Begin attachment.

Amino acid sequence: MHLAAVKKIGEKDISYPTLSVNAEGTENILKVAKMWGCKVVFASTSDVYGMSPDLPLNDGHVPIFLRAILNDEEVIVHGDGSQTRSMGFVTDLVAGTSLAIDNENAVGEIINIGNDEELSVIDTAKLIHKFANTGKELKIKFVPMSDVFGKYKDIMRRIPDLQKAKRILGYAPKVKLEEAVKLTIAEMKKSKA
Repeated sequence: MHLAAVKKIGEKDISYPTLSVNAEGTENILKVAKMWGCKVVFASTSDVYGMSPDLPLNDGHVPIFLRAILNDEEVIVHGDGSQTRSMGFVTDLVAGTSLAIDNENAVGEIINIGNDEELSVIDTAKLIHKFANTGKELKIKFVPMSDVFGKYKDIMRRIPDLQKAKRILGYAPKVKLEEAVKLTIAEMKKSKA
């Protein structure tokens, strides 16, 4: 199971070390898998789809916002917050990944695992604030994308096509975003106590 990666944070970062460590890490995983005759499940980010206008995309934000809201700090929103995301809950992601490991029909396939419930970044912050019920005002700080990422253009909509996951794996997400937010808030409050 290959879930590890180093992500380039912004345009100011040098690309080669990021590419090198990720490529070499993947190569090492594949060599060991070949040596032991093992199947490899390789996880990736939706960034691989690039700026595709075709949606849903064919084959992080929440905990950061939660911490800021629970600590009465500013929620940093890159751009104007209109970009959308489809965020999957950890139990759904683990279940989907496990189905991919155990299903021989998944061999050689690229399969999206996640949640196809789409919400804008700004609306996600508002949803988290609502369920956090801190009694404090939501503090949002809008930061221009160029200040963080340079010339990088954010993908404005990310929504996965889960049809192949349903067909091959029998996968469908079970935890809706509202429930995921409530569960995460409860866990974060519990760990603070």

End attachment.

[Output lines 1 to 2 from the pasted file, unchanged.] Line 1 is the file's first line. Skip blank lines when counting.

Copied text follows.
Amino acid sequence: MHLAAVKKIGEKDISYPTLSVNAEGTENILKVAKMWGCKVVFASTSDVYGMSPDLPLNDGHVPIFLRAILNDEEVIVHGDGSQTRSMGFVTDLVAGTSLAIDNENAVGEIINIGNDEELSVIDTAKLIHKFANTGKELKIKFVPMSDVFGKYKDIMRRIPDLQKAKRILGYAPKVKLEEAVKLTIAEMKKSKA
Repeated sequence: MHLAAVKKIGEKDISYPTLSVNAEGTENILKVAKMWGCKVVFASTSDVYGMSPDLPLNDGHVPIFLRAILNDEEVIVHGDGSQTRSMGFVTDLVAGTSLAIDNENAVGEIINIGNDEELSVIDTAKLIHKFANTGKELKIKFVPMSDVFGKYKDIMRRIPDLQKAKRILGYAPKVKLEEAVKLTIAEMKKSKA